Patience my friends…

This is my first attempt with a blog. I’m not going to be productive but I’ll try to write about what’s important or interesting for me.
One of my interests is the handwritten word, in a wider sense.

I’m writing in English because I have so many friends in different countries all over the world, but don’t hesitate to write in Swedish, om det känns mer bekvämt så.

4 responses

  1. Dear Cole,

    It’s a great honour for me to welcome you to this humble place in Cyberspace! I think we have a lot in common when it comes to the art of writing personal notes and letters.

    About QSL-cards:
    The world of amateur radio and shortwave listening is full of strange abbreviations, CW, QSO, QSL etc. The background is Morse telegraphy with dots and dashes. The reason is to save time and increase readability. (Some abbreviations are in common with text messaging, for example: CU AGN = see you again.)

    QSL means something like “I confirm”. A QSL card is a hard copy verification that there has been a two way communication as specified on the card. Every radio amateur has his/her own call sign, mine is SM0VPE, where SM means Sweden, 0 means the Stockholm area and the suffix VPE is my personal.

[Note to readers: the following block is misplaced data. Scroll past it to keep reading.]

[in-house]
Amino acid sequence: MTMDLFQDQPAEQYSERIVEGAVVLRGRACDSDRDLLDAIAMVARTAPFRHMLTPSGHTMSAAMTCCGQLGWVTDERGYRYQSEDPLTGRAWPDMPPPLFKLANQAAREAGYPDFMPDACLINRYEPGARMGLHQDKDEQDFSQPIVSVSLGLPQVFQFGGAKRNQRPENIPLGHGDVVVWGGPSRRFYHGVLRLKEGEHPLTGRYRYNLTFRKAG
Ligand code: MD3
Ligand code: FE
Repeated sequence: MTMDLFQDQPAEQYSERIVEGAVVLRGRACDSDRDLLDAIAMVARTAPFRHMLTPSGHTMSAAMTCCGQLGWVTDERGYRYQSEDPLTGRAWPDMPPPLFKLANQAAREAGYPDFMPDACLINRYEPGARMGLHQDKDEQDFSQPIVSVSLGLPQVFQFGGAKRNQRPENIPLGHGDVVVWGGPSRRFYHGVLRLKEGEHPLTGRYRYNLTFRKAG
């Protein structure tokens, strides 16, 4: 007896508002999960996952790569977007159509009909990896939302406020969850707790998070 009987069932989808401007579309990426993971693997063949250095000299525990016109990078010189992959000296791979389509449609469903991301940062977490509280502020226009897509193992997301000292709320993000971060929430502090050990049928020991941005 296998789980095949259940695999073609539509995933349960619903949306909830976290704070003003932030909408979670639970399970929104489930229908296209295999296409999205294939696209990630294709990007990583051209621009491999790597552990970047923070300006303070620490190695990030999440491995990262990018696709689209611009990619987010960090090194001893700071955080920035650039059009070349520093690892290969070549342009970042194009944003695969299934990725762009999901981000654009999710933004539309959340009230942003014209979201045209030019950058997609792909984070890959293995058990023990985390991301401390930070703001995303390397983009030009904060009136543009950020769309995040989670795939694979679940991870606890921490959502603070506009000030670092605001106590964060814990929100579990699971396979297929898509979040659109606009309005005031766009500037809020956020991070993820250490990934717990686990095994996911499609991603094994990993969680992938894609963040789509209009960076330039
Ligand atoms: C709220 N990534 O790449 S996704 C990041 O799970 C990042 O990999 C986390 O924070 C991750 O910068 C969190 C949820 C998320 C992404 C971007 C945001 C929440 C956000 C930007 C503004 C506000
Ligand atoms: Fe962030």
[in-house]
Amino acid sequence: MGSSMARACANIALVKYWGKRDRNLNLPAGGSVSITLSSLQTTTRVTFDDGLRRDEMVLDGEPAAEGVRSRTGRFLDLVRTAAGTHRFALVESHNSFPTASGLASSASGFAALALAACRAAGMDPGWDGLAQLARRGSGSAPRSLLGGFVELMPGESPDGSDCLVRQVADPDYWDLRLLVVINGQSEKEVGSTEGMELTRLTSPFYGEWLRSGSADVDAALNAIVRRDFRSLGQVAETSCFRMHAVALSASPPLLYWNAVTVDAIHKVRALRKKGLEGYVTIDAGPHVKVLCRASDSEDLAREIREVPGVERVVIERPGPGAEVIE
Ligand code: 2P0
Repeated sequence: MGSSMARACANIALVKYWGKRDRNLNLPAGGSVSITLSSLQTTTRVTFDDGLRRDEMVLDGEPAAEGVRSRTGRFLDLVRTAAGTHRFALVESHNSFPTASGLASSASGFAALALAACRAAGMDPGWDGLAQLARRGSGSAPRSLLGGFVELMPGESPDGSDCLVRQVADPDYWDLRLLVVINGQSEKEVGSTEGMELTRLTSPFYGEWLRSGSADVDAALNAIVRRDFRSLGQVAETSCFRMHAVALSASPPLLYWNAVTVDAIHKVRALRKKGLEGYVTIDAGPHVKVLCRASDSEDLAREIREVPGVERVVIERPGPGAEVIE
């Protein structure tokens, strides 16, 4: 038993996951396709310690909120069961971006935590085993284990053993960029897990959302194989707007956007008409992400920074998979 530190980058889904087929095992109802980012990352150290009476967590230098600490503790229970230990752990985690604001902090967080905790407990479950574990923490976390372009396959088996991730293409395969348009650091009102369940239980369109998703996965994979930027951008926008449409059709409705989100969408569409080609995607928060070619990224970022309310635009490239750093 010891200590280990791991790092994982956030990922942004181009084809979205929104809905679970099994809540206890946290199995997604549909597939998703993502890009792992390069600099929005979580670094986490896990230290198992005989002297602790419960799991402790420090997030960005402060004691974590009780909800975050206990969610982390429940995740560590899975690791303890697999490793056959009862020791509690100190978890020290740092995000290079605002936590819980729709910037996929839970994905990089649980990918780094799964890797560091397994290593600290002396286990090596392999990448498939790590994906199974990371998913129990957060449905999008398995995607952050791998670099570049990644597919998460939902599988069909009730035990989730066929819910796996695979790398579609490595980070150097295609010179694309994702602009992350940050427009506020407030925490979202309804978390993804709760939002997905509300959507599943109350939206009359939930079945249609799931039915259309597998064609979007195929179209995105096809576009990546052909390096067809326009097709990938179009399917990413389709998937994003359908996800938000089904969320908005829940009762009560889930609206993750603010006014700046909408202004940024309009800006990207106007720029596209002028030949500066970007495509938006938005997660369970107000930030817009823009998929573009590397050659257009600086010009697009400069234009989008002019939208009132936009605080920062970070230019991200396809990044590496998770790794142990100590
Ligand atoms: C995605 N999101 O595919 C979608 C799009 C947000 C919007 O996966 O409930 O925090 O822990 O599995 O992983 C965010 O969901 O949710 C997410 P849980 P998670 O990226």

Ever since I was a boy I’ve been longing for being able to be active on shortwave with my own callsign using CW, (Morse code), and so it was for a period 2006-2007, and I’ve very proud of having been able to communicate over long distances just using my own hand and ear. It’s like being able to play the violin…

    I hope you understand what I’m trying to explain.

    73 es CU AGN (Best Wishes and see you again)

    Lennart

    Like

      • Cole,
        And this was only the Ham-radio side of it. Shortwave listening, like your father, is another variant where one side of the communication is by postal mail or e-mail. (I prefer to send handwritten letters to the different radio stations in the world.) There is definitely a postal aspect to this. I remember as a fatherless boy living with my mother in Northern Sweden. We had only her small widow pension for food and housing. But still I got letters, cards, pennants and stickers from all over the world in the mailbox. My teachers at school couldn’t understand how I got this kind of mail from other countries.
        Yes, I have a lot to tell. I’ll send you a notice backchannel.
        Lennart

        Like

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